September 28, 2023
FMI science prizes — winners 2023
The FMI just held its three-day “Annual Meeting” with all the institute’s scientists in the Swiss alpine resort Davos. As every year, a highlight of the event was the award ceremony for the three FMI internal science prizes — recognizing respectively the best thesis, the best postdoc study and an ingenious new method or tool. Learn more about the winners and their projects.
ED FISCHER PRIZE
This prize recognizes the best thesis defended by an FMI student in the previous year. It is named after Edmond H. Fischer (1920-2021) who received the Nobel Prize in Medicine in 1992 and was a member of the Scientific Advisory Board of the FMI for many years.
Zuzanna Kozicka was awarded the Ed Fischer Prize 2023 for her thesis entitled “Molecular glue degraders of cyclin K”. A former PhD student in the Thomä lab, Zuzanna defended her thesis in December 2022. Later this year she will begin her postdoc at the Dana Farber Cancer Institute and the MIT’s Koch Institute in Boston, USA.
The Prize committee was impressed by the pioneering character and potential impact of her work, her productivity, and by her exceptionally well written PhD thesis.
As a PhD student, Zuzanna investigated a new class of therapeutics referred to as molecular glue degraders — small molecules that induce interactions between a target protein and an enzyme that tags proteins for disposal, a process called targeted protein degradation. Such molecular glues have the potential to target proteins that were previously thought to be undruggable. Zuzanna’s thesis aimed to better understand how these compounds induce new interactions. She identified a novel class of molecular glues that show unprecedented chemical diversity, despite gluing the very same interface and triggering the degradation of the same target.
For her PhD work at the FMI, Zuzanna was awarded the EFMC-YSN PhD Prize 2023 and included in Forbes's Science & Healthcare “30 Under 30” Europe list.
MAX BURGER PRIZE
The Max Burger Prize, which recognizes an outstanding paper by a postdoctoral fellow in the previous year, is named after Max M. Burger (1933-2019) who was Director of the FMI for almost 15 years, from 1987 until 2001.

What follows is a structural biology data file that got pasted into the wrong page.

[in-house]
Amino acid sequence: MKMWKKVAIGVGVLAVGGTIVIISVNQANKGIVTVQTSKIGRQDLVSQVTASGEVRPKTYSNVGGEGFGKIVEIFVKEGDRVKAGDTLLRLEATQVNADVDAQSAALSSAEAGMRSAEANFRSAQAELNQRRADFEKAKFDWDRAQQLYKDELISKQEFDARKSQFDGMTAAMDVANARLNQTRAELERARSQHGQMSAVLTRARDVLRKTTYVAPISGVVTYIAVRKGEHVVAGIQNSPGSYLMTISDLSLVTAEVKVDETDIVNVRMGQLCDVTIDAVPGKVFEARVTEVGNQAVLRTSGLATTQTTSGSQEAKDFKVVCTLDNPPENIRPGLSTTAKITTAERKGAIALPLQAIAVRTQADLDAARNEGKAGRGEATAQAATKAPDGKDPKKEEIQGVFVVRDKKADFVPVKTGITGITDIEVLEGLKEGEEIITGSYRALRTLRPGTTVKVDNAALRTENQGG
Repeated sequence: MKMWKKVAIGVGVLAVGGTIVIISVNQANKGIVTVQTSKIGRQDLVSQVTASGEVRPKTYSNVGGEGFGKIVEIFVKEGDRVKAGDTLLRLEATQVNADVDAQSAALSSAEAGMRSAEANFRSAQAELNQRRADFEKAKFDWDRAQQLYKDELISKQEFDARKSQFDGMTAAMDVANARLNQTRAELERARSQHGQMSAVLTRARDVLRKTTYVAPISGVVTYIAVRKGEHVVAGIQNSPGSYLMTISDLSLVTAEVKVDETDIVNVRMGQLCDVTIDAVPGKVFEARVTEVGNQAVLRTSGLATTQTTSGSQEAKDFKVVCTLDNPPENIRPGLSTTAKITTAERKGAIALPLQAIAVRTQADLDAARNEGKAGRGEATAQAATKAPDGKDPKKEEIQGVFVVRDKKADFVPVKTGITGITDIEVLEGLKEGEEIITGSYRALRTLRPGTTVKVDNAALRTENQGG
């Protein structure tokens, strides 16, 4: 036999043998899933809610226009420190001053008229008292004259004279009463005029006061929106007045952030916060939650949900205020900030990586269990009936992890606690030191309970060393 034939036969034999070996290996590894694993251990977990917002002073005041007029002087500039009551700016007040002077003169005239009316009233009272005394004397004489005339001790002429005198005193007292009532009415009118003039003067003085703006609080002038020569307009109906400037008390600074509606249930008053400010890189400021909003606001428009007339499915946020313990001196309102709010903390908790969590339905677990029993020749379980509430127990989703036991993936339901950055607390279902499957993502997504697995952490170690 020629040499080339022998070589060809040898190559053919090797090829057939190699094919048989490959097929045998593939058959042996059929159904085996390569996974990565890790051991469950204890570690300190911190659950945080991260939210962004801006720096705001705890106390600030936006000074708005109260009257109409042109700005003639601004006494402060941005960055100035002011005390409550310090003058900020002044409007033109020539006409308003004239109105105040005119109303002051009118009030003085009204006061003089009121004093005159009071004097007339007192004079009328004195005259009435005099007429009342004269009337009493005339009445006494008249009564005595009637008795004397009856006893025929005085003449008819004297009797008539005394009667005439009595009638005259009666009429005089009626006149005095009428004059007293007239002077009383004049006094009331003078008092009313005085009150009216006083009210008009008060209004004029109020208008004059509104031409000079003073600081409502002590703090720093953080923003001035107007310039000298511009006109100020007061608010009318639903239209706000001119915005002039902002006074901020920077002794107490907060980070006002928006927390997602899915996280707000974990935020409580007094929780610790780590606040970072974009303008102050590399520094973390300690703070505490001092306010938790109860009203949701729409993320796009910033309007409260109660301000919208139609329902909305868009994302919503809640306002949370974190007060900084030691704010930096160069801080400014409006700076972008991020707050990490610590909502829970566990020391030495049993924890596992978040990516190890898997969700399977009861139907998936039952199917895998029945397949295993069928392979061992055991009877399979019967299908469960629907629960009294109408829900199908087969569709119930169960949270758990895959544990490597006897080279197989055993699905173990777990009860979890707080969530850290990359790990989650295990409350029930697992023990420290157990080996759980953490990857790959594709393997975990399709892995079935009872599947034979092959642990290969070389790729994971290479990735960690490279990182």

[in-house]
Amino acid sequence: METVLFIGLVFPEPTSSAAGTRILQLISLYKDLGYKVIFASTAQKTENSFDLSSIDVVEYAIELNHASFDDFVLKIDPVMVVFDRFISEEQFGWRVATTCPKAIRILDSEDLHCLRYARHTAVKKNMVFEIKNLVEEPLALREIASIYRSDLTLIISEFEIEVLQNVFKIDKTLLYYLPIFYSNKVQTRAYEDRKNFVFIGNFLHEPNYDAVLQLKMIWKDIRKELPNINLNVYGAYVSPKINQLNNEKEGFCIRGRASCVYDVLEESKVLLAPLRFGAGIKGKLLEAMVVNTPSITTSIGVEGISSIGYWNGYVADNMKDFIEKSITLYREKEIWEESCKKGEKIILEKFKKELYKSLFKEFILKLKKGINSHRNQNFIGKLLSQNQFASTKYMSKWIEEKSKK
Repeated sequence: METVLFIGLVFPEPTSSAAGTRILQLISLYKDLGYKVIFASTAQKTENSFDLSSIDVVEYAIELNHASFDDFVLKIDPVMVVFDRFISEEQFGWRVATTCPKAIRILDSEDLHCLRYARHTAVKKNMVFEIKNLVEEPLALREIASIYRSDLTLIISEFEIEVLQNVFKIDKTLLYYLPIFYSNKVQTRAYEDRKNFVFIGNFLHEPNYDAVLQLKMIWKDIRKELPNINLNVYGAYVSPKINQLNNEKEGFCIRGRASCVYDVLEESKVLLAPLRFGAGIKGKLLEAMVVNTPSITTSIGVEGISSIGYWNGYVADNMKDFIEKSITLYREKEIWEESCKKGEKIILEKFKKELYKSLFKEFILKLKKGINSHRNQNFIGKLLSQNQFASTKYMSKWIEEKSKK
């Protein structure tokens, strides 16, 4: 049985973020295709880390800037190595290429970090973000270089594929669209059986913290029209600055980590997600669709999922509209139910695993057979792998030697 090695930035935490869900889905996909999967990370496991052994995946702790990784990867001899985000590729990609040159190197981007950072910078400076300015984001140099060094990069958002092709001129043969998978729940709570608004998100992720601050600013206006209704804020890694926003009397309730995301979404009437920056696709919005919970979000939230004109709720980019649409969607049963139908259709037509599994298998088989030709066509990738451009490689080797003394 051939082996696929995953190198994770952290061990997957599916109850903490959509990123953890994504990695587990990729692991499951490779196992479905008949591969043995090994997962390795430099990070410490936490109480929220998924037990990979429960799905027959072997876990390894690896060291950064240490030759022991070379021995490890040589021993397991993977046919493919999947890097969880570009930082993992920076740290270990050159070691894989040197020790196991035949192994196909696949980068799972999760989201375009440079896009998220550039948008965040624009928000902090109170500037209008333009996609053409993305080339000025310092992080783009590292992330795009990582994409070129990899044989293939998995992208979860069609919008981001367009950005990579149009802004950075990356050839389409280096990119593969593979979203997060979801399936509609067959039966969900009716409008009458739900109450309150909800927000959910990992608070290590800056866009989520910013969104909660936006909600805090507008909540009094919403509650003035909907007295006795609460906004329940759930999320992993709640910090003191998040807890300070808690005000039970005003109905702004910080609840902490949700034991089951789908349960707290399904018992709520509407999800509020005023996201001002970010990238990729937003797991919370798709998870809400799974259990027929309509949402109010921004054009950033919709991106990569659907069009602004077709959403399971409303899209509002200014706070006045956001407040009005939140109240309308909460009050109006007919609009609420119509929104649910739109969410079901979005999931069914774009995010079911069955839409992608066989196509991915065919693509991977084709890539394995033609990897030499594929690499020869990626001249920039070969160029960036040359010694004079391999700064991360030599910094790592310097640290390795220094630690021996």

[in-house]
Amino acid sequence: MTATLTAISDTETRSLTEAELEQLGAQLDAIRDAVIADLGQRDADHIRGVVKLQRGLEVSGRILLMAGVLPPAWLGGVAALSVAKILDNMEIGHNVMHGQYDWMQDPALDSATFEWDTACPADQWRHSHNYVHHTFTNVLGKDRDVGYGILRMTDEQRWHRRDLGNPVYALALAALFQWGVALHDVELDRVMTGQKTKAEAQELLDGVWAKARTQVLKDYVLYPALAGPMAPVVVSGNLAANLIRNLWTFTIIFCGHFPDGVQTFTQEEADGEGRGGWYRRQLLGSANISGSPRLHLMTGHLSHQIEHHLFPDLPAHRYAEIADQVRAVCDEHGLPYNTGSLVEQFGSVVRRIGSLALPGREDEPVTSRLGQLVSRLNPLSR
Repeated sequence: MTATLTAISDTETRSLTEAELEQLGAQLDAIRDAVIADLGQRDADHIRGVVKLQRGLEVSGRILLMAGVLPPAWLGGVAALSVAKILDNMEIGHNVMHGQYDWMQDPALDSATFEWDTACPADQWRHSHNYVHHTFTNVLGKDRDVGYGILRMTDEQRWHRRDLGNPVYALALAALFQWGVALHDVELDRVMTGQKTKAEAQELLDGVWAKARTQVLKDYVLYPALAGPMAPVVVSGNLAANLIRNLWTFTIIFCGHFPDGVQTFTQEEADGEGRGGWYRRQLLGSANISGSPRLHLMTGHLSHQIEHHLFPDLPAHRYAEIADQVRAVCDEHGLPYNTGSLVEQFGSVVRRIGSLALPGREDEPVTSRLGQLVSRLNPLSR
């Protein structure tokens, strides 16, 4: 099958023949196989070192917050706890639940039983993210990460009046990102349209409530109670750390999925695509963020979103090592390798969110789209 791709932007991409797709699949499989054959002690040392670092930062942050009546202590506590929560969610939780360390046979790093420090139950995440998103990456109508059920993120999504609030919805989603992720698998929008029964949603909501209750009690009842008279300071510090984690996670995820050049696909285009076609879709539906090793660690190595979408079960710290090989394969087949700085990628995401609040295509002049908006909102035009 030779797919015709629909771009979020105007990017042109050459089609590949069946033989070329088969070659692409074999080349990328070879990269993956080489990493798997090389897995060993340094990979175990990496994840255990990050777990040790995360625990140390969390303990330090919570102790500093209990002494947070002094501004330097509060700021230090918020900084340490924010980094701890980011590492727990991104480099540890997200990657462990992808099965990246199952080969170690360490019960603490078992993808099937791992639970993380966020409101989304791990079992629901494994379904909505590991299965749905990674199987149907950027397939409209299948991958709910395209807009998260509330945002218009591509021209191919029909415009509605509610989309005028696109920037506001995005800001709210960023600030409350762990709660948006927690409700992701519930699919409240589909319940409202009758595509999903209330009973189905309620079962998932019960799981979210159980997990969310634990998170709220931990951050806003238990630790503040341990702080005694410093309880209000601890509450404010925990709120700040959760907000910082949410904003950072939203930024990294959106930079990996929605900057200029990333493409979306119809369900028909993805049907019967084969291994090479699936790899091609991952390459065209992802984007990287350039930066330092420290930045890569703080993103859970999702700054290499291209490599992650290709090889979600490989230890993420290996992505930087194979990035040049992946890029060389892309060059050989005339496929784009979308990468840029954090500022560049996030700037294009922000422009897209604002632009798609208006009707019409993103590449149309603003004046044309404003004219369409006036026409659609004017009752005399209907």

Aleena Garner, formerly a postdoc in the Keller lab and now a group leader at Harvard Medical School in Boston, USA, was awarded the Max Burger Prize 2023 for her paper entitled “A cortical circuit for audio-visual predictions”.
The committee was impressed by the strong conceptual thinking behind the study, the impact on the field, and by the fact that Aleena worked on the study basically by herself.
In her paper, Aleena investigated how learned associations between stimuli from different modalities — visual and auditory — can shape perception. The work unveils a direct interaction between auditory and visual cortices that leads to experience-dependent suppression of predicted visual responses in the primary visual cortex. This discovery not only advances our understanding of sensory perception but also highlights the role of long-range cortical connections in shaping neural responses and learning-induced plasticity.
Aleena R. Garner and Georg B. Keller A cortical circuit for audio-visual predictions. Nature Neuroscience 25, pages 98–105 (2022)
RUTH CHIQUET PRIZE
This prize recognizes scientists who developed an innovative new method or tool in their field that has had significant impact and shows high creativity and thinking outside the box. The award is named after Ruth Chiquet-Ehrismann (1954-2015) who was a group leader at the FMI (1985-2015) and was successful at pursuing non-mainstream topics that nonetheless had major biomedical impact.
This year, the Ruth Chiquet Prize was awarded to two Technology Platforms researchers: Charlotte Soneson (Computational Biology) and Jan Seebacher (Proteomics facility). They receive the prize for jointly developing the "einprot” software - a fully open-source R package, which provides flexible, easy-to-use, reproducible workflows for statistical analysis of quantitative proteomics data.
Thanks to einprot, the operators of the FMI Proteomics facility can now perform analysis of large datasets much faster than before, when the analysis had to be done manually, with less time spent on
routine manual work. Moreover, the automation reduces the risk of manual errors and einprot allows for a very user-friendly presentation of the results. The software is now used for most quantitative proteomics experiments performed at FMI and is having a huge positive impact on our Proteomics facility and its users. It is not only this impact that convinced the award committee, but also that the work is such a great example of two technology platforms working together to improve the service provided to users.
Participants of the FMI Annual Meeting 2023
FMI ANNUAL MEETING 2023
The FMI science prizes were awarded during the FMI Annual Meeting, which took place in Davos this year. Over 220 FMI scientists and several scientists from Novartis attended the event. The program included scientific talks by FMI PhD students and postdocs; a particularly engaging keynote lecture by Prof. Ibrahim Cissé, Director at the Max Planck Institute for Immunobiology and Epigenetics in Freiburg, Germany ; two poster sessions; an afternoon of alpine recreational activities, e.g hikes and a trotinette ride; a gala dinner with entertainment. You can learn more about the event and see photos on X (formerly Twitter) if you have an account, #FMIAM2023.
Charlotte Soneson & Jan Seebacher